They’ve noticed the questionable Y2K trends of low-rise jeans and Uggs — and now Generation-Z is turning its attention to vintage digital cameras from the early 2000s.
You remember – the blurry photos, the ugly metal camera frame with the wrist strap and the impossibility of instantly editing each photo to be Instagram-perfect.
That’s exactly what’s trending with the younger generation who are rebelling against the sleek, edited photos on their iPhones to seek more authenticity in their pictures.
Gen-Z’s favorite app, TikTok, has more than 184 million views with the hashtag #digitalcamera, and fashion’s favorite magazine, Vogue, even sported the device in its glossy pages.
Anthony Tabrez, 18, brought his Olympus FE-230 — a camera made in 2007 — to snap pictures of him and his friends waving their arms and showing off their best moves on the dance floor.
Tabrez finds the digital camera more exciting than taking pictures with his smartphone.
Zuniya Rabotson (pictured), now a model in New York City, recalls standing in front of monuments and tourist attractions when her mother photographed her on a digital camera. She now uses the same camera to take pictures for her Instagram
Digital cameras have become Y2K’s newest obsession with Generation-Z
Blurry, overexposed photos take over social media, with 184 million views on TikTok and many more on Instagram feeds
‘When you have something else to shoot, it’s more exciting,’ said the now-freshman at California State University, Northridge. the new York Times, ‘We are so used to our phones.’
Mark Hunter, 37, a photographer who used to shoot celebrity nightlife on digital cameras in the early 2000s, told the Times: ‘People are realizing there’s no fun attached to their phones.
You are getting different results than before. There is a slight delay in gratification.
And it’s not just the high school and college crowd that’s rocking the bandwagon, but celebrities like Kylie Jenner and Bella Hadid have also been seen sporting the sport in the early 2000s.
Many of today’s teens and young celebrities are posting these blurry, unrefined images to their Instagram pages instead of their parents’ scrapbooks—as opposed to their own childhood photos sitting dusty on a shelf—and the new trend is Enjoying
Among them is Zaunia Rabotson, now a model in New York City, who recalls standing in front of monuments and tourist attractions when her mother photographed her on a digital camera.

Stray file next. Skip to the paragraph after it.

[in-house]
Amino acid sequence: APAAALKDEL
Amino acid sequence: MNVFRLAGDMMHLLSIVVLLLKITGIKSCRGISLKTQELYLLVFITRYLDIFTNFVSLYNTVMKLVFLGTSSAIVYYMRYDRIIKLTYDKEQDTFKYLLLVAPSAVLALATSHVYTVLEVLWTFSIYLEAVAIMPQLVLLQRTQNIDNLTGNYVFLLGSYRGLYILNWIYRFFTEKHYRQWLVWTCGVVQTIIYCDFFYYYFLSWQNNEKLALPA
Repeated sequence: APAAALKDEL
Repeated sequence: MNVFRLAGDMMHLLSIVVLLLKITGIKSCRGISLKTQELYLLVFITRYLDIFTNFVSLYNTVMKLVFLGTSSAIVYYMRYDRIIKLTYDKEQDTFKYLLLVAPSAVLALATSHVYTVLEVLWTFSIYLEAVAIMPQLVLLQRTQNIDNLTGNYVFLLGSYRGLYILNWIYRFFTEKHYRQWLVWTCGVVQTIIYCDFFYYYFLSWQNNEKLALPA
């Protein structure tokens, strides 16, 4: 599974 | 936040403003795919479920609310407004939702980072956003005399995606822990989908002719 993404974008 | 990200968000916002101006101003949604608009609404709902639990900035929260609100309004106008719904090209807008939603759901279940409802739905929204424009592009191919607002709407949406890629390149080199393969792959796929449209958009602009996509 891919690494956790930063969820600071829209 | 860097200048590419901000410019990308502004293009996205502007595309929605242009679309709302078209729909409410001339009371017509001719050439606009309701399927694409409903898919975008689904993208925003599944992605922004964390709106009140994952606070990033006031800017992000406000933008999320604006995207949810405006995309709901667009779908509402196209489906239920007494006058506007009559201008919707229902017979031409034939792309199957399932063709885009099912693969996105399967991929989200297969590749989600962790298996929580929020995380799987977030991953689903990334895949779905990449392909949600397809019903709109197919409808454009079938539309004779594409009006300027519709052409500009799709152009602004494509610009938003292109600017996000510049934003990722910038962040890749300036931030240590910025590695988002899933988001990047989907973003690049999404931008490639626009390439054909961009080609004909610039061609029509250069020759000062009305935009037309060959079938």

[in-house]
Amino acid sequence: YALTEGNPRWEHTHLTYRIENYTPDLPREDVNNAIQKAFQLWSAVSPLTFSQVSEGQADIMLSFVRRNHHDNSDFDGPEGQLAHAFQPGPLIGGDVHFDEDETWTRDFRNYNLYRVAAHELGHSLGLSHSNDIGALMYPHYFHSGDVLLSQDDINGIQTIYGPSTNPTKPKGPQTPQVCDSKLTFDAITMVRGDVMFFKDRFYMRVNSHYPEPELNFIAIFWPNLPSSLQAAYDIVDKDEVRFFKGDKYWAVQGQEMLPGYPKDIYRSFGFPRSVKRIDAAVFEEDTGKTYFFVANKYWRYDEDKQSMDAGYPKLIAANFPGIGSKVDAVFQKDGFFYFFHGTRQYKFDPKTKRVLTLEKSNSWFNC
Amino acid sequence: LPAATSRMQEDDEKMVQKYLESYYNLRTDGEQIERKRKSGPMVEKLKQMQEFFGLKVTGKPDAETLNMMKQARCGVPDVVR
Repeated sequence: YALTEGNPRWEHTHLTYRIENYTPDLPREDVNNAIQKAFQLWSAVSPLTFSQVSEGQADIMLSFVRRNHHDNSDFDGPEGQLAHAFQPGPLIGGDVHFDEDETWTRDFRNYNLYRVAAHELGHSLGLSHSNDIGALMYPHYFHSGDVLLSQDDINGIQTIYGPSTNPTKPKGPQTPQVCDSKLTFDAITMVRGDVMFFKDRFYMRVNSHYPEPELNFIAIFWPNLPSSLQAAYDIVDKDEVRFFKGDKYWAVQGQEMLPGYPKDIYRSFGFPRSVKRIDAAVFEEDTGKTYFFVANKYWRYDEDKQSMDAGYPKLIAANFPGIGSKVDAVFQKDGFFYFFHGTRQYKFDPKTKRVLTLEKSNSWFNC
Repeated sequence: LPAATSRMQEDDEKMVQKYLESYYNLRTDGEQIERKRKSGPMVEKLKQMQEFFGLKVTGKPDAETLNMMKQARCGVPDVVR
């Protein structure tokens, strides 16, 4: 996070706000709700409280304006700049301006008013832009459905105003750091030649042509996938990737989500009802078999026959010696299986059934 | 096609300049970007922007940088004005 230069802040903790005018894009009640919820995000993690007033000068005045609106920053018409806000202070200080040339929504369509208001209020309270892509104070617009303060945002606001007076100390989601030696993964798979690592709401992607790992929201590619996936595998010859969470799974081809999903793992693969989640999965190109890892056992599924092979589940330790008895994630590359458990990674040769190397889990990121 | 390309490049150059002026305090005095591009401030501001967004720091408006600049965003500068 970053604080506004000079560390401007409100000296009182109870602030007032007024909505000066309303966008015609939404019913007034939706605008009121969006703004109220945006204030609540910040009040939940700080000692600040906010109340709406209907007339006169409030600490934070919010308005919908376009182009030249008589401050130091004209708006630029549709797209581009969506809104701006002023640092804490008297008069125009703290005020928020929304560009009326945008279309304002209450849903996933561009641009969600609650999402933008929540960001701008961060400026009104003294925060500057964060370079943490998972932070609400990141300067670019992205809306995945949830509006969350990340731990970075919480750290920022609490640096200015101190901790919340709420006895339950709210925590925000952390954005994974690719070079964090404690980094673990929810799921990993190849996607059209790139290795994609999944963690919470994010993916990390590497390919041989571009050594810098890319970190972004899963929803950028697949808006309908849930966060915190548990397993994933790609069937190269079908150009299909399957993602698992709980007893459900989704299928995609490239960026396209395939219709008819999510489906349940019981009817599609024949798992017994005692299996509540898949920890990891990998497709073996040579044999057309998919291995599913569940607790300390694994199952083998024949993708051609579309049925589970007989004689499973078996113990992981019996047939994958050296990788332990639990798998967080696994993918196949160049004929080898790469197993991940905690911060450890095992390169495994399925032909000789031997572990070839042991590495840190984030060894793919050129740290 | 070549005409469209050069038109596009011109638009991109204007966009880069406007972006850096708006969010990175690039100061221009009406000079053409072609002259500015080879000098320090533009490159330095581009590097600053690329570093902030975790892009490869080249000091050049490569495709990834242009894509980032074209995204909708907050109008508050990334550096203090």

The devices were popular in the early 2000s and were often seen in the hands of celebrities such as Carrie Underwood
Tom Cruise poses for a picture with fans outside the Rome Film Festival in 2007
Robertson now uses that camera to snap moments from her adult life, posting overexposed images to Instagram, while sporting other 2000s trends like denim skirts and tiny handbags.
‘I think we are getting a little too technical,’ he told the Times. ‘Just a great idea to go back in time.’
According to a study by the Pew Research Center, more than 35 percent of teens admitted to spending too much time on their phones, and some even do it as a way to distance themselves from the self-sucking, mentally-depressing devices. taken from
To live more independently, teens are now digging out their parents’ old boxes and pulling out Canon PowerShot and Kodak EasyShare cameras—and if they can’t find them at home, they’re on eBay and other vintage sites. Let’s take away.
Searches for digital cameras are set to increase 10 percent on eBay from 2021 to 2022, company spokeswoman Davina Ramnarine told the Times.
Teens are saying that shooting on digital cameras is ‘more exciting’ and captures a moment differently than an iPhone
Searches for digital cameras are up 10% on eBay between 2021 and 2022
In addition, Nikon COOLPIX searches are up 90 percent, Ramanarayan said.
However, the means to live a more authentic life may not be as neat as Gen-Z would like to make it out to be.
Brielle Sagesi, a lifestyle strategist, told the Times that some Gen-Z are using cameras to appear more authentic online and to give their accounts ‘a layer of personality that most iPhone content doesn’t have.’
‘We want our equipment to quietly blend into our surroundings and not be visible. The Y2K aesthetic has changed that,’ she said.
However, some people want another way to depict a special moment.
‘When I look back at my digital photos, I have very specific memories attached to them,’ said Rudra Sondhi, a freshman at McMaster University in Hamilton, Ontario. ‘When I look at the camera roll on my phone, I remember that moment and it’s nothing special.’
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